Monday, December 08, 2014

The Immaculate Conception

Yesterday was the 73d anniversary of the Japanese attack on Pearl Harbor; today, the Solemnity of the Immaculate Conception, is the 73d anniversary of our declaration of war on Japan.  Mary under the title of the Immaculate Conception is the patroness of these United States.  Have you ever thought about whether there is any significance in the fact that we entered the Second World War on our patronal feast?

This year it seems good to link to a couple of apologetics posts on the subject of the Immaculate Conception:

Mary, Conceived without Sin, You DID Know: why a certain popular song about Mary must never be sung in a Catholic Church

Sunday, December 07, 2014

Remember Pearl Harbor


That awful December 7th, 73 years ago, was also a Sunday.  At a stroke, the lives of millions were turned upside down and changed forever.

A Japanese camera captured that stroke on the morning of December 7, 1941.  The images of Japanese planes, tiny yet unmistakable, can be seen passing over Ford Island.  The U.S.S. West Virginia and U.S.S. Oklahoma, on the far side of the island, have just sustained torpedo hits. 

One of the iconic images of the Pearl Harbor attack: the U.S.S. Arizona burns.  The explosion of the Arizona's forward magazines claimed 1,177 of the 2,403 American lives lost at Pearl Harbor.  The crew of the nearby U.S.S. Tennessee attempts to fend off burning oil with fire hoses.  


The first two American chaplains to die in World War II -- one Protestant minister, one Catholic priest -- died at Pearl Harbor.  Protestant chaplain of the Arizona, Capt. Thomas Leroy Kirkpatrick, sprang to action in sick bay as soon as the attacks commenced.  Sick bay was so near to the forward magazines that he was killed almost instantly in the great explosion while ministering to the wounded.  Chaplain Kirkpatrick still lies with his crewmates in their sunken ship at the bottom of the harbor.
Chaplain Kirkpatrick's clock was recovered from the wreck of the Arizona, the hands frozen at the moment the forward magazines exploded.  

The U.S.S. Oklahoma, capsized and burning.  429 men perished aboard the Oklahoma.

The total number of the Oklahoma's dead would have reached 441 if it were not for Fr. Aloysius Schmitt, Lieutenant Junior Grade, Acting Chaplain.

On December 7, 1941, the young priest from St. Lucas, Iowa, had only been ordained for six years, appointed a chaplain for two and a half years, and had celebrated his 32nd birthday only three days earlier.  Did he have any suspicion that that was to be his last birthday, and indeed almost his last day on earth?  Yet although death came to Fr. Schmitt suddenly, it did not find him unprepared, nor even without Viaticum: when the Japanese attack began, he had just finished celebrating Mass.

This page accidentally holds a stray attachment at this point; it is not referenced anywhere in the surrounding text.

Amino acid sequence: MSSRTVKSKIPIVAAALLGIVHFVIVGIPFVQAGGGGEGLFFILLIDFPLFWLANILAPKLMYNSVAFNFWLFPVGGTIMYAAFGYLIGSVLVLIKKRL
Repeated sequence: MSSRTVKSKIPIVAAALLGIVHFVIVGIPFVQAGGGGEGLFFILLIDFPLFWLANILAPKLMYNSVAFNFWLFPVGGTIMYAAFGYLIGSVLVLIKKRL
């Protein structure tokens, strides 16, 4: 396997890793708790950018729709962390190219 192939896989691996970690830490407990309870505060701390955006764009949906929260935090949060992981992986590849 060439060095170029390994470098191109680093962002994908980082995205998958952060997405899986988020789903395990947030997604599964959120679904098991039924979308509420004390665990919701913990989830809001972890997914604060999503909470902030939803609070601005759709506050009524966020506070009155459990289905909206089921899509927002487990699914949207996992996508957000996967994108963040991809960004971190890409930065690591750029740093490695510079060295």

When disaster struck, Fr. Schmitt went to sick bay to minister to the wounded and dying. Mission Capodanno gives the following moving account of what happened next:
When the Oklahoma was struck and water poured into her hold, the ship began to list and roll over. Many men were trapped. Schmitt found his way -- with other crew members -- to a compartment where only a small porthole provided enough space to escape.

Chaplain Schmitt helped other men, one by one, to crawl to safety. When it became his turn, the chaplain tried to get through the small opening. As he struggled to exit through the porthole, he became aware that others had come into the compartment from which he was trying to escape. As he realized that the water was rising rapidly and that escape would soon be impossible, he insisted on being pushed back through the hole so that he could help others who could get through the opening more easily. Accounts from eyewitnesses that have been published in the Arizona Memorial newsletter relate that the men protested, saying that he would never get out alive, but he insisted, "Please let go of me, and may God bless you all."

Fr. Schmitt, martyr of charity, was posthumously awarded the Navy/Marine Corps Medal for his selfless bravery, which saved the lives of twelve crewmen who otherwise would have been trapped in the sinking ship.

Remember Pearl Harbor, soon to pass from living memory.  Remember and do not forget.

Saturday, October 18, 2014

General Thoughts

Better thinkers and more diligent observers than I have already picked over and dissected the particulars of the Synod and its emanations.  Herewith some general thoughts about what is going on right now in the Church and the world: